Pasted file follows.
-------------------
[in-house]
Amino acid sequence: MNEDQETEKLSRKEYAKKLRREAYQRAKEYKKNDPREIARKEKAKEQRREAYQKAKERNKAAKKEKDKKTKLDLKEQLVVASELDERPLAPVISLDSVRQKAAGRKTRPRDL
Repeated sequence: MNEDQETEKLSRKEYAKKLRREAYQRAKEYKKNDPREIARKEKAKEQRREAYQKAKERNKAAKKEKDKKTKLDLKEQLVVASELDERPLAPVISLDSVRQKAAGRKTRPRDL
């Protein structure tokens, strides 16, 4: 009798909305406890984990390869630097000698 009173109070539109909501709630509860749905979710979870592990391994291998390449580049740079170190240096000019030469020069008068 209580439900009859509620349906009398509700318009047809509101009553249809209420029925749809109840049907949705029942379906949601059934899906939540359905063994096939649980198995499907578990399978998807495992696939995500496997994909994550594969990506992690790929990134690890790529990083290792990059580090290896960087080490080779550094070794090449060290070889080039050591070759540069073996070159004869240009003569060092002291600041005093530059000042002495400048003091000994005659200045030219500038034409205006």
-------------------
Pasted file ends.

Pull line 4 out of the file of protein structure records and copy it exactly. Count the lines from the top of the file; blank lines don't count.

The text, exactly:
């Protein structure tokens, strides 16, 4: 009798909305406890984990390869630097000698 009173109070539109909501709630509860749905979710979870592990391994291998390449580049740079170190240096000019030469020069008068 209580439900009859509620349906009398509700318009047809509101009553249809209420029925749809109840049907949705029942379906949601059934899906939540359905063994096939649980198995499907578990399978998807495992696939995500496997994909994550594969990506992690790929990134690890790529990083290792990059580090290896960087080490080779550094070794090449060290070889080039050591070759540069073996070159004869240009003569060092002291600041005093530059000042002495400048003091000994005659200045030219500038034409205006």